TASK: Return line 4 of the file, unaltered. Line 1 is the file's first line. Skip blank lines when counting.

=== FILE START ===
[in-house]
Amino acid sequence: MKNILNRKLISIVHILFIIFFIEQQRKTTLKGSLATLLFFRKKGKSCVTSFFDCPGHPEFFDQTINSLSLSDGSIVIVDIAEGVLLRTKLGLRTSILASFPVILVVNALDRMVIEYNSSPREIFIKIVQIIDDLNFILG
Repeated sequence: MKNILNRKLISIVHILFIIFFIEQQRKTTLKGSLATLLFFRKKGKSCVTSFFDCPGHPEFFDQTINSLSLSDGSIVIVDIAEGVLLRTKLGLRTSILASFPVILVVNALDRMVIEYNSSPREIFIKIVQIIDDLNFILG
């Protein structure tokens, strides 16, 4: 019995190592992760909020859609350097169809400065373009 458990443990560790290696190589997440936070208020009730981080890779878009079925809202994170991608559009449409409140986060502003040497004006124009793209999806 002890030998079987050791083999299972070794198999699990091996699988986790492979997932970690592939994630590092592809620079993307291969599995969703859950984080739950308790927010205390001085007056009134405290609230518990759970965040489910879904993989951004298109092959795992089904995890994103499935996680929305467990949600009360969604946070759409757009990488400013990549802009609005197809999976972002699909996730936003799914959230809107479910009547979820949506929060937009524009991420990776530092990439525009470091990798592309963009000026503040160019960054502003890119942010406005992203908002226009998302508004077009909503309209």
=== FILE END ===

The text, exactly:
């Protein structure tokens, strides 16, 4: 019995190592992760909020859609350097169809400065373009 458990443990560790290696190589997440936070208020009730981080890779878009079925809202994170991608559009449409409140986060502003040497004006124009793209999806 002890030998079987050791083999299972070794198999699990091996699988986790492979997932970690592939994630590092592809620079993307291969599995969703859950984080739950308790927010205390001085007056009134405290609230518990759970965040489910879904993989951004298109092959795992089904995890994103499935996680929305467990949600009360969604946070759409757009990488400013990549802009609005197809999976972002699909996730936003799914959230809107479910009547979820949506929060937009524009991420990776530092990439525009470091990798592309963009000026503040160019960054502003890119942010406005992203908002226009998302508004077009909503309209």